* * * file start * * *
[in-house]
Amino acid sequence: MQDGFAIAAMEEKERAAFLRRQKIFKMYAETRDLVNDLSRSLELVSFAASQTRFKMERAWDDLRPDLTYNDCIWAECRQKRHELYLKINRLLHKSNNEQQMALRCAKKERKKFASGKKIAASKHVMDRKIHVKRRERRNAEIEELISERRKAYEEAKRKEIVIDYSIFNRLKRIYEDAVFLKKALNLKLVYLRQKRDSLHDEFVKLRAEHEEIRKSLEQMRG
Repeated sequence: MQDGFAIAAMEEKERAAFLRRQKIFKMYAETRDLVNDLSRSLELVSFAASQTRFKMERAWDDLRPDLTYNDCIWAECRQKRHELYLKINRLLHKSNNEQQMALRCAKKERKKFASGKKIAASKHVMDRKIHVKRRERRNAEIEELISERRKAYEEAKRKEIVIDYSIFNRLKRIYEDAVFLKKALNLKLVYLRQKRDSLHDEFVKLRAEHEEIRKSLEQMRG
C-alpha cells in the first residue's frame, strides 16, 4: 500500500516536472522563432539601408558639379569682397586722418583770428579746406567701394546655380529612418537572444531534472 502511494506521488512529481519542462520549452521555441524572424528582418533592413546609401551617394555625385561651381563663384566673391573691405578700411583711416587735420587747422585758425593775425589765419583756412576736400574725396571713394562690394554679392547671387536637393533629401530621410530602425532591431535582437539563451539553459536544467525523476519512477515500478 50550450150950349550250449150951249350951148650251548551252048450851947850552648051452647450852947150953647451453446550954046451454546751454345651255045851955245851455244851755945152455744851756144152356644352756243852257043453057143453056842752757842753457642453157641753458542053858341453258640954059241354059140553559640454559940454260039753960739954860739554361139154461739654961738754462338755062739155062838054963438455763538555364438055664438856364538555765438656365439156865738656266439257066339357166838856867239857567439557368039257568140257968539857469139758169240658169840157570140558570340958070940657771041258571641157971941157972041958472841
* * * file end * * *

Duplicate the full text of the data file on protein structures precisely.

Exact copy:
[in-house]
Amino acid sequence: MQDGFAIAAMEEKERAAFLRRQKIFKMYAETRDLVNDLSRSLELVSFAASQTRFKMERAWDDLRPDLTYNDCIWAECRQKRHELYLKINRLLHKSNNEQQMALRCAKKERKKFASGKKIAASKHVMDRKIHVKRRERRNAEIEELISERRKAYEEAKRKEIVIDYSIFNRLKRIYEDAVFLKKALNLKLVYLRQKRDSLHDEFVKLRAEHEEIRKSLEQMRG
Repeated sequence: MQDGFAIAAMEEKERAAFLRRQKIFKMYAETRDLVNDLSRSLELVSFAASQTRFKMERAWDDLRPDLTYNDCIWAECRQKRHELYLKINRLLHKSNNEQQMALRCAKKERKKFASGKKIAASKHVMDRKIHVKRRERRNAEIEELISERRKAYEEAKRKEIVIDYSIFNRLKRIYEDAVFLKKALNLKLVYLRQKRDSLHDEFVKLRAEHEEIRKSLEQMRG
C-alpha cells in the first residue's frame, strides 16, 4: 500500500516536472522563432539601408558639379569682397586722418583770428579746406567701394546655380529612418537572444531534472 502511494506521488512529481519542462520549452521555441524572424528582418533592413546609401551617394555625385561651381563663384566673391573691405578700411583711416587735420587747422585758425593775425589765419583756412576736400574725396571713394562690394554679392547671387536637393533629401530621410530602425532591431535582437539563451539553459536544467525523476519512477515500478 50550450150950349550250449150951249350951148650251548551252048450851947850552648051452647450852947150953647451453446550954046451454546751454345651255045851955245851455244851755945152455744851756144152356644352756243852257043453057143453056842752757842753457642453157641753458542053858341453258640954059241354059140553559640454559940454260039753960739954860739554361139154461739654961738754462338755062739155062838054963438455763538555364438055664438856364538555765438656365439156865738656266439257066339357166838856867239857567439557368039257568140257968539857469139758169240658169840157570140558570340958070940657771041258571641157971941157972041958472841